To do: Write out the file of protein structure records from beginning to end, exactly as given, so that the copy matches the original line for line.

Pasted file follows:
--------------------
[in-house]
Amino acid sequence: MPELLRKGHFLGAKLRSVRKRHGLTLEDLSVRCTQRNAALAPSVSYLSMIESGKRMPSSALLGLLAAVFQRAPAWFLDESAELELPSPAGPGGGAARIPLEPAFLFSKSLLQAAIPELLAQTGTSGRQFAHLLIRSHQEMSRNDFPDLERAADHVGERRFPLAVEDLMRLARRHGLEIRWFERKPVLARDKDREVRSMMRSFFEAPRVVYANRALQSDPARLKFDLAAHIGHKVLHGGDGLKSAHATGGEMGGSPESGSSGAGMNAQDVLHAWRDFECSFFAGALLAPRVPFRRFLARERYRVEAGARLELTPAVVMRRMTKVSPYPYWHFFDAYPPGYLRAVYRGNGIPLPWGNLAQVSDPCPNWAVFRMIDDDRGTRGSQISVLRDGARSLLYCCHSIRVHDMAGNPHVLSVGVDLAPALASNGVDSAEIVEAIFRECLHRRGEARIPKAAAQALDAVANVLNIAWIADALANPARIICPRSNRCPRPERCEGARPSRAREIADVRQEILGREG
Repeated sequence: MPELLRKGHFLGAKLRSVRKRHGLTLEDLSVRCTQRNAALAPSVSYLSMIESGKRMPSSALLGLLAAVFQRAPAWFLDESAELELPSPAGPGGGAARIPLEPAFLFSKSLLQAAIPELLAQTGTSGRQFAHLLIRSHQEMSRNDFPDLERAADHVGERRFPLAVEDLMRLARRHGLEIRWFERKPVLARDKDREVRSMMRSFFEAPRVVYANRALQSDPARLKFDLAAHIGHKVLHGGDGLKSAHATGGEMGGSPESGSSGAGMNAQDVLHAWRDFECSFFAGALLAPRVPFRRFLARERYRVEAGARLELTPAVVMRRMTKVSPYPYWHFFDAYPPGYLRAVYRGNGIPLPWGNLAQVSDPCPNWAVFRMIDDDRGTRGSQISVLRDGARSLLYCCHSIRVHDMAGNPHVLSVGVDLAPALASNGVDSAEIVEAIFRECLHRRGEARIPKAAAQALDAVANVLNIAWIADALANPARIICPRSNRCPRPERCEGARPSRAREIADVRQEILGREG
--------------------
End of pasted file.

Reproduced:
[in-house]
Amino acid sequence: MPELLRKGHFLGAKLRSVRKRHGLTLEDLSVRCTQRNAALAPSVSYLSMIESGKRMPSSALLGLLAAVFQRAPAWFLDESAELELPSPAGPGGGAARIPLEPAFLFSKSLLQAAIPELLAQTGTSGRQFAHLLIRSHQEMSRNDFPDLERAADHVGERRFPLAVEDLMRLARRHGLEIRWFERKPVLARDKDREVRSMMRSFFEAPRVVYANRALQSDPARLKFDLAAHIGHKVLHGGDGLKSAHATGGEMGGSPESGSSGAGMNAQDVLHAWRDFECSFFAGALLAPRVPFRRFLARERYRVEAGARLELTPAVVMRRMTKVSPYPYWHFFDAYPPGYLRAVYRGNGIPLPWGNLAQVSDPCPNWAVFRMIDDDRGTRGSQISVLRDGARSLLYCCHSIRVHDMAGNPHVLSVGVDLAPALASNGVDSAEIVEAIFRECLHRRGEARIPKAAAQALDAVANVLNIAWIADALANPARIICPRSNRCPRPERCEGARPSRAREIADVRQEILGREG
Repeated sequence: MPELLRKGHFLGAKLRSVRKRHGLTLEDLSVRCTQRNAALAPSVSYLSMIESGKRMPSSALLGLLAAVFQRAPAWFLDESAELELPSPAGPGGGAARIPLEPAFLFSKSLLQAAIPELLAQTGTSGRQFAHLLIRSHQEMSRNDFPDLERAADHVGERRFPLAVEDLMRLARRHGLEIRWFERKPVLARDKDREVRSMMRSFFEAPRVVYANRALQSDPARLKFDLAAHIGHKVLHGGDGLKSAHATGGEMGGSPESGSSGAGMNAQDVLHAWRDFECSFFAGALLAPRVPFRRFLARERYRVEAGARLELTPAVVMRRMTKVSPYPYWHFFDAYPPGYLRAVYRGNGIPLPWGNLAQVSDPCPNWAVFRMIDDDRGTRGSQISVLRDGARSLLYCCHSIRVHDMAGNPHVLSVGVDLAPALASNGVDSAEIVEAIFRECLHRRGEARIPKAAAQALDAVANVLNIAWIADALANPARIICPRSNRCPRPERCEGARPSRAREIADVRQEILGREG